Melody, of course, being an element assessed entirely subjectively – while there’s no doubt that offerings like ‘Leeches’ and ‘The Great Forgiver’ stand out as the most obvious bridges between albums one and two, rich in hooks as well as savage of vocals, it’s unlikely their immediacy is the sort daytime radio will fall for. Even at its most straightforward, Grey Britain shakes and rattles with a rage unheard in most hardcore – it’s not posturing, playing up to a crowd, but a genuine desire to be heard as a force for good, for change and progression, within a scene so subject to stagnation that it spits out a dozen bands for every one it keeps close to its heart. Take the roots of Gallows, bands like Neverthemore and Winter In June – chances are you’ve never heard of them. Them’s the breaks, and most do break up rather than break through.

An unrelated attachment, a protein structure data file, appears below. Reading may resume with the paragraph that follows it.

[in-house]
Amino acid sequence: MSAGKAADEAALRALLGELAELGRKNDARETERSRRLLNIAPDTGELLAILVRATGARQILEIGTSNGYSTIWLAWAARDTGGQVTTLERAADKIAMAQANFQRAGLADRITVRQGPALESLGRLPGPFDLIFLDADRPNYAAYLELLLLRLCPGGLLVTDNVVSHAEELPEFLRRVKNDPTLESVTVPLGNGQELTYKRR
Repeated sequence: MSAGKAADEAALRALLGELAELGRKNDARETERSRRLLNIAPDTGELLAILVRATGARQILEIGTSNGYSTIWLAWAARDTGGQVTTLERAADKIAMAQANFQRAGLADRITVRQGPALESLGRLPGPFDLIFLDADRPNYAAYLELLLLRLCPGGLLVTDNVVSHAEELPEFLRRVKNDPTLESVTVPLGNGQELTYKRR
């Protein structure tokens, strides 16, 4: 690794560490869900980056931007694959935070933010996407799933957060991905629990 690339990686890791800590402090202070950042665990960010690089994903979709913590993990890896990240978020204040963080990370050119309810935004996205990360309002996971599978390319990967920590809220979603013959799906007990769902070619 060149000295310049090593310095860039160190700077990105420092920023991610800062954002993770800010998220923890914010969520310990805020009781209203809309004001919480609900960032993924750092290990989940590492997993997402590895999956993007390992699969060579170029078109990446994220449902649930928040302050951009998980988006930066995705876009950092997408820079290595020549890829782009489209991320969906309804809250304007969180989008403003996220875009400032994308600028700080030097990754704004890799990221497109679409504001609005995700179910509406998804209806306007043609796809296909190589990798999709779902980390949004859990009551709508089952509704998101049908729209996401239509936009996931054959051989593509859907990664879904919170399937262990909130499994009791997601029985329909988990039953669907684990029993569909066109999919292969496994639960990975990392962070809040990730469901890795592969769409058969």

But let’s rewind, back to the beginning – not of Gallows, as their genesis is available for all to read online, but the opening of Grey Britain. In a word: dramatic. ‘The Riverbank’ builds steadily for a minute-thirty, a swell of orchestrated menace filling speakers and setting the scene for Carter’s arrival at the microphone: “Set alight to the flag we used to fly / God help us now, we are ready… to… die.” It’s a most unexpected way to start a record that, you’d think, would be stamping its authority as a hard-edged essential from the outset; instead, Gallows choose to deliver a set-piece that triggers a sequence of songs linked by a conceptual chain – this country we live in, it’s going down the shitter, and here’s what we’ve got to say about it.